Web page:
Your browser is no longer supported

For the best possible experience using our website we recommend you upgrade to a newer version or another browser.

Your browser appears to have cookies disabled. For the best experience of this website, please enable cookies in your browser

We'll assume we have your consent to use cookies, for example so you won't need to log in each time you visit our site.
Learn more

Network Rail to shake up standards in a bid to tempt third party cash

Network rail track works

Network Rail is inviting contractors, suppliers and stakeholders to propose changes to its standards to try to remove the barriers to third party investment in UK rail.

The rail operator said the move was part of a wider agenda to make the public sector organisation behave more like a private sector organisation.

As part of its Open for Business initiative, Network Rail said it had already streamlined 400 standards to reduce cost, complexity and encourage innovation while maintaining safety standards.

Stakeholders will now be asked to proactively suggest better ways of maintaining and enhancing the railway via Network Rail’s new standards challenge process. Comments can be made when parties consider the standard to be incorrect, not enable the application of best practice, or drive increased cost without comparable benefit.

The move will no doubt be welcomed by those wanting to put forward market led proposals for rail projects. Last month, the Department for Transport published new policy on how it would view third party funded rail projects. At the same time, Network Rail published a list of its projects for which it hopes to receive external funding.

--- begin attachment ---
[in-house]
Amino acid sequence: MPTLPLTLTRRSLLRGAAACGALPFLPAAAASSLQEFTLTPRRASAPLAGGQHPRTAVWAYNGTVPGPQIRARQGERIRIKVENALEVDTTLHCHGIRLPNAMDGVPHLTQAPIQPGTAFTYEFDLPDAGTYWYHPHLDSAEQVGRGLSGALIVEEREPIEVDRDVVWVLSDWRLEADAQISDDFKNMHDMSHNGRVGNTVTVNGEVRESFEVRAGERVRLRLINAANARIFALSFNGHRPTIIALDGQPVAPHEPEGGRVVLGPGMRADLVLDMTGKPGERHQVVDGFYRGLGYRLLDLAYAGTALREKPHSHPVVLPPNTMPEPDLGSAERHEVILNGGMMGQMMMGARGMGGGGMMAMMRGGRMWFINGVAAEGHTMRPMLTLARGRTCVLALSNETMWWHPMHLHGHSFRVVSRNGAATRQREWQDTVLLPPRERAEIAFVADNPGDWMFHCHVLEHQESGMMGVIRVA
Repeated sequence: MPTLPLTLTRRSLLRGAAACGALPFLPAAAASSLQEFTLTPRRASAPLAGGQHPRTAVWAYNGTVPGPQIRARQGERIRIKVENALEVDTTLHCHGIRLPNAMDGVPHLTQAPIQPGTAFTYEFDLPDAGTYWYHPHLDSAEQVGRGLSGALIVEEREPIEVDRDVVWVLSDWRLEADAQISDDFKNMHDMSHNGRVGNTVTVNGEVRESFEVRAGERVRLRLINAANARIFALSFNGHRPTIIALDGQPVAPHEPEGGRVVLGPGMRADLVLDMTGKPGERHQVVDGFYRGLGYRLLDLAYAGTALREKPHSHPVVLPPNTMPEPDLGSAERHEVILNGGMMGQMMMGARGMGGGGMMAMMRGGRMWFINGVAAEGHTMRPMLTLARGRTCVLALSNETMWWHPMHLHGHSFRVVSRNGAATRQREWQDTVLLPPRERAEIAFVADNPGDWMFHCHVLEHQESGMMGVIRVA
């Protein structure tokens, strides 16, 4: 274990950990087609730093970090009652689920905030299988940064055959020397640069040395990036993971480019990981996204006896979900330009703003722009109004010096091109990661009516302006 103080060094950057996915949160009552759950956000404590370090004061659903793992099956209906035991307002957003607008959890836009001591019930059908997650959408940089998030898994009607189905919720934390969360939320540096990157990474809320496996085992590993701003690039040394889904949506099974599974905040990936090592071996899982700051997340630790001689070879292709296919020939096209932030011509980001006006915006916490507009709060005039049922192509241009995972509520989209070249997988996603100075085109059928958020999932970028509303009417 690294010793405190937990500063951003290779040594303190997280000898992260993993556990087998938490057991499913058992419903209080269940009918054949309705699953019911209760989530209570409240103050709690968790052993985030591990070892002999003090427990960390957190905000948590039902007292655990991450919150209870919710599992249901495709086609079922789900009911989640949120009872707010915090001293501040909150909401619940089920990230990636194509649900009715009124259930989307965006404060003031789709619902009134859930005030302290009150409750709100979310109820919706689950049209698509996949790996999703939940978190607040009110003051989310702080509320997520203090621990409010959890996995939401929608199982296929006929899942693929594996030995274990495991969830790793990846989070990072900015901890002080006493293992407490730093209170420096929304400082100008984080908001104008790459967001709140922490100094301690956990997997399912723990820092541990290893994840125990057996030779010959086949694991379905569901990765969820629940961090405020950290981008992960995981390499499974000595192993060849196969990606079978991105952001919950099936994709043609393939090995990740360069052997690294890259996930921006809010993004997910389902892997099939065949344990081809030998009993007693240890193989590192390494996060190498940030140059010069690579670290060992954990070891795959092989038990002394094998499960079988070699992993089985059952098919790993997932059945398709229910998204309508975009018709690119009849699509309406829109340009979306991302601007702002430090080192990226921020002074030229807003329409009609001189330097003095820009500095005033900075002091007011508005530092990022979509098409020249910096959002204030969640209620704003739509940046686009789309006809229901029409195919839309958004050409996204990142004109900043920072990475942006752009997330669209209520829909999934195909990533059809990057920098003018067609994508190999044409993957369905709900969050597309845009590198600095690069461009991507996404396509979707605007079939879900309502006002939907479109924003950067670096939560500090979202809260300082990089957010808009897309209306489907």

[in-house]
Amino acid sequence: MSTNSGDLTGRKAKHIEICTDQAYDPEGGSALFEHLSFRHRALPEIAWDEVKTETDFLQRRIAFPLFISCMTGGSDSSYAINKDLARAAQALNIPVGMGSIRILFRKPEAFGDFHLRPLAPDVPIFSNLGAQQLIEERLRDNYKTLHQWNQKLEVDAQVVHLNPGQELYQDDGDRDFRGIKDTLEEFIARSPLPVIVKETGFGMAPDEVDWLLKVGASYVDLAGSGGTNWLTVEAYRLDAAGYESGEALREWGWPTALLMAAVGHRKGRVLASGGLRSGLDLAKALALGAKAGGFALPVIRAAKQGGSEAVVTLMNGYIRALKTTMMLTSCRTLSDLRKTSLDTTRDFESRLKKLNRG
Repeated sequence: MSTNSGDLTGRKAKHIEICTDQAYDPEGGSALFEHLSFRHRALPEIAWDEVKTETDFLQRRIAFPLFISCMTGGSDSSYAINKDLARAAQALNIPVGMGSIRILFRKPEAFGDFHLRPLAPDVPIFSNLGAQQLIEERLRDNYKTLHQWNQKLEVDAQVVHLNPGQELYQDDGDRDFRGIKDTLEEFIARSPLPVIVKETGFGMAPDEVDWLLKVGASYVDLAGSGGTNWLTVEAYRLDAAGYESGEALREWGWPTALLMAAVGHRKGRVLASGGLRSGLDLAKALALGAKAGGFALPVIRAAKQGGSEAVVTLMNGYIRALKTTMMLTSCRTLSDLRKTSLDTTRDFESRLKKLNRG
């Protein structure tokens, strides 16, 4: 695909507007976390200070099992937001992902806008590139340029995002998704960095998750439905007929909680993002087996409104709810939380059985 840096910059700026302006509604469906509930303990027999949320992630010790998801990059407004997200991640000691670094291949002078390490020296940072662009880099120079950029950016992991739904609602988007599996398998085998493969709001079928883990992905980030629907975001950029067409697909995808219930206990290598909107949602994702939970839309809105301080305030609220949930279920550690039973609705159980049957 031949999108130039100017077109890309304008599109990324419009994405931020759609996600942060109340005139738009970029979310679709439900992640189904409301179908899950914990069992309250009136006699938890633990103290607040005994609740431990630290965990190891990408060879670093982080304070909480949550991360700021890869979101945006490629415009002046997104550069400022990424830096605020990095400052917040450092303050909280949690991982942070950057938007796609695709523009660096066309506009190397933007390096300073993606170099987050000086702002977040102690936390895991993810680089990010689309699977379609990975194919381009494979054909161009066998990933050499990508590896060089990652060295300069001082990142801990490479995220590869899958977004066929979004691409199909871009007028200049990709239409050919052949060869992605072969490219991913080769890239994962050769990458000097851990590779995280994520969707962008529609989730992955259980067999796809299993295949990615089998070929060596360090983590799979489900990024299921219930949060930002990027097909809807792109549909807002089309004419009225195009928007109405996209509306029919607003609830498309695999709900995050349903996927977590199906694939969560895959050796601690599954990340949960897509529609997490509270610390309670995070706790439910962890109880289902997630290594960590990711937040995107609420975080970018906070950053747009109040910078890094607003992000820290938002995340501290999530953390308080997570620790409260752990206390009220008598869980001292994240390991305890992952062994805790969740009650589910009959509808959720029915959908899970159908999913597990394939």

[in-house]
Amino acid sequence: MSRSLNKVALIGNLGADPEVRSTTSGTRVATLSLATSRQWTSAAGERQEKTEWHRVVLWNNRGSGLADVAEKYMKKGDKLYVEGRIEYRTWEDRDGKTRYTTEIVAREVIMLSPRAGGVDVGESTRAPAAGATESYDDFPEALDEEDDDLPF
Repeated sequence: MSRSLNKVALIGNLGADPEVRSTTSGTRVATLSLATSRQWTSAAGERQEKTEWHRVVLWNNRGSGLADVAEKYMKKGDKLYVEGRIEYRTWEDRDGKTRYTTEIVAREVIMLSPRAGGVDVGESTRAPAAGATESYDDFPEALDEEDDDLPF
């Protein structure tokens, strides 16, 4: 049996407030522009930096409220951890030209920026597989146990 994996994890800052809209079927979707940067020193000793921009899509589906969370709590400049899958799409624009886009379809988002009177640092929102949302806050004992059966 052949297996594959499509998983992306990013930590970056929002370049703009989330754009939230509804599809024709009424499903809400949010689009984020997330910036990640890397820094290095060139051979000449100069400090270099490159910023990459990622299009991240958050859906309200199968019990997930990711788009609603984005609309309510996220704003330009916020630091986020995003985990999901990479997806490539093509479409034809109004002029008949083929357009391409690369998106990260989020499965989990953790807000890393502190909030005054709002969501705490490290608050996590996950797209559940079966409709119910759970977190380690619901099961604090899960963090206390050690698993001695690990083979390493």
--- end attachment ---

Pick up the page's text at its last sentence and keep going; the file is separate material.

Network Rail said it will review all challenges received and conduct a “rigorous” impact assessment across a broad range of output capabilities such as safety, performance, environment and compatibility.

It said following the launch of the process, incentives which met the criteria would be progressively introduced to encourage challenges.

Network Rail chief engineer Jon Shaw said: “We’ve recently updated our 400 most critical standards but to ensure they always represent current best practice and constantly strive to safely reduce the cost of the railway, we need the help of our wider industry partners as well as experts from other industries and universities.

“The launch of the standards challenge process is the lever for this, providing genuine recognition and incentives to propose more efficient ways of both enhancing and maintaining our railway.”


Have your say

You must sign in to make a comment

Please remember that the submission of any material is governed by our Terms and Conditions and by submitting material you confirm your agreement to these Terms and Conditions. Please note comments made online may also be published in the print edition of New Civil Engineer. Links may be included in your comments but HTML is not permitted.